Jalama, Reihan, Shaked, Sun 22.11.09, Morning
5:50 A'anin CP
Inspection of the documents is conducted on the other side of the middle gate inside the CP. People come out of the CP with long waits between them. One of the workers reports that at this time about twenty people are waiting to go through. Somebody shows us his permit, which will become invalid after November 30. He claims that all the permits become invalid on that date and there is a rumor that after that people will not be given agricultural permits at all. Is that true? The olive grove near the CP has been ploughed under recently; apparently with the garbage in it, which still can be seen sticking out from many places.
6:10 Reihan-Barta'a CP
"Today is a good day", says a worker on his way to the seamline zone. From the gate at the lower entrance we hear the voice of a woman who is organizing things with exaggerated assertiveness, even though there is no crowding at the gate. In the window, a woman is standing and doing her work with surprising efficiency. At 6:22 an additional window is opened for eight minutes. Worried and frightened workers report to us that there is a new practice of not renewing permits of passage to the seamline zone for respectable veteran workers, for all kinds of fabricated reasons. There are many rumors about informing. A representative of the Barta'a local council intends to speak to the DCO about this matter.
The soldiers arrive and the gates open at 7:00 on the dot. About twenty-five people are waiting near the turnstile; five minutes later the herds go through. The schoolbags of the pupils are inspected near the soldiers' post; the cars go through quickly while the workers go through slowly. Within five minutes six people came out going in the direction of the seamline zone. Those going through to the West Bank go through more quickly. It is important to note that by contrast with the rest of the CPs, where there is lively traffic mostly in one direction at certain times - here, at Tura, the traffic is heavy in both directions and it seems that the inspection room serves those going in both directions at the same time. In our opinion, the time has come to provide separate services for those coming from the West Bank and those going there, at least during the rush hours, or, at least, as was suggested in the past, to open the CP earlier so that workers can go through before the school children before and after work.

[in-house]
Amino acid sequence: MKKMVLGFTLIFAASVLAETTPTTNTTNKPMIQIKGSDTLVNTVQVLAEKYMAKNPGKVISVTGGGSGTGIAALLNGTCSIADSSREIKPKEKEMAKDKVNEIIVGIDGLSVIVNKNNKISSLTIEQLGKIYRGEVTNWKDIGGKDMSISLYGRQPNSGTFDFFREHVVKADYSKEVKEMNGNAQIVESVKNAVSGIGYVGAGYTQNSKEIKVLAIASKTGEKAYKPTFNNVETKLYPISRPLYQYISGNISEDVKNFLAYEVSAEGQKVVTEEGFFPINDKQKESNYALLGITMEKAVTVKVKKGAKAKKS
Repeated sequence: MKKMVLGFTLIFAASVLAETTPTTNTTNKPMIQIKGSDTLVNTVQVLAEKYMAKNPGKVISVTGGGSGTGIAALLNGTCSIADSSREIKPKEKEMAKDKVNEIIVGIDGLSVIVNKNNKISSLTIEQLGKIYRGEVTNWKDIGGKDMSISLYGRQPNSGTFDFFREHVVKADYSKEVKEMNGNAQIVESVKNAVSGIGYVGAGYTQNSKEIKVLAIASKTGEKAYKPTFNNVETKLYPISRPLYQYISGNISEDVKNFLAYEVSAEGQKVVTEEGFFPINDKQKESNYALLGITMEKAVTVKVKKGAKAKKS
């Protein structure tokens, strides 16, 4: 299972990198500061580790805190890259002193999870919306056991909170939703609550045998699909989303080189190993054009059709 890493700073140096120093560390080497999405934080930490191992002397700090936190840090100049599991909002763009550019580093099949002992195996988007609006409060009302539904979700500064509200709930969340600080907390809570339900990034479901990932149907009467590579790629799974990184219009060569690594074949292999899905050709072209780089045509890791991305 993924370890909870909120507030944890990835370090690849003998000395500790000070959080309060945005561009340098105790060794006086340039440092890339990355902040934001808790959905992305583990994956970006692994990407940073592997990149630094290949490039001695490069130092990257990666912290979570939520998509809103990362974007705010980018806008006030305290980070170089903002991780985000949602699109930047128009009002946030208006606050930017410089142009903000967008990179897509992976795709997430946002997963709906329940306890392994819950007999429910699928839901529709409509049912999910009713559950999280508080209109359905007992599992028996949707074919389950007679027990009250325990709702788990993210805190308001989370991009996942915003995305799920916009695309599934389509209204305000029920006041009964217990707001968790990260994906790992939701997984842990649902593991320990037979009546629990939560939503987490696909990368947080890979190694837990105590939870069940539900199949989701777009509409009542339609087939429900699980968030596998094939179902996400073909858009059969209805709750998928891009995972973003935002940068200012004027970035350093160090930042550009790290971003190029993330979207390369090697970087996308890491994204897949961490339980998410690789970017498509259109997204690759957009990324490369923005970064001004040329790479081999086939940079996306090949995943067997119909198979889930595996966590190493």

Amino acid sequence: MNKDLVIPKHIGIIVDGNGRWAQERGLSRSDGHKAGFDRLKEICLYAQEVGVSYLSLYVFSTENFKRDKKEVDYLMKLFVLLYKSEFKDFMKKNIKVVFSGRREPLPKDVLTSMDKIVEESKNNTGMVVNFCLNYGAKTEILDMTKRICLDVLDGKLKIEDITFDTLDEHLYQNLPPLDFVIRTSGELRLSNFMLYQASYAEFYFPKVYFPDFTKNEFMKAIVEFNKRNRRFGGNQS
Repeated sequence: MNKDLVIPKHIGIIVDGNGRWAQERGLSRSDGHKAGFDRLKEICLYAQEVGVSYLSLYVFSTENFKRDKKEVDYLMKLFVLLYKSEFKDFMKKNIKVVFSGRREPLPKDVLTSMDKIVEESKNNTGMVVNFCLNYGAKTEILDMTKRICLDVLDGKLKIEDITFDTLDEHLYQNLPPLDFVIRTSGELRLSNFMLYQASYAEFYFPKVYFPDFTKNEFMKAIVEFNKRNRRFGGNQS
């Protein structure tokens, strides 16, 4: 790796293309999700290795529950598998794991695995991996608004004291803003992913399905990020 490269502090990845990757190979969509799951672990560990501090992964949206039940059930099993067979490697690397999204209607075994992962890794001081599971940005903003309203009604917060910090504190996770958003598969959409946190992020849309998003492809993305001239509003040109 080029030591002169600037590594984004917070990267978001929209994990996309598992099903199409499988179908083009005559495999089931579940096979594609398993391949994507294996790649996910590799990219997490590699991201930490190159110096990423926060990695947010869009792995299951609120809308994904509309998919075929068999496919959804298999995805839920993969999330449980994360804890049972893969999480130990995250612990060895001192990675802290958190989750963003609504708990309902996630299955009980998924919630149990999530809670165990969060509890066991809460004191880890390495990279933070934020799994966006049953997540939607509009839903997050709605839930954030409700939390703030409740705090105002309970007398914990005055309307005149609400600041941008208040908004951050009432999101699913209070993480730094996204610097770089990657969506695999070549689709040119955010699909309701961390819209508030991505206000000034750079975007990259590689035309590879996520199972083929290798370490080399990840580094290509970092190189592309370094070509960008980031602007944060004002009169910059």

At 7:55, at the entrance to the Jalameh CP, there is a very long queue of cars waiting for the gate to the West Bank to open. We have to go around the queue on the right on a dirt road in order to pick up little Aya in the parking lot, which, since the opening of the gates for Israeli vehicles, looks quite deserted.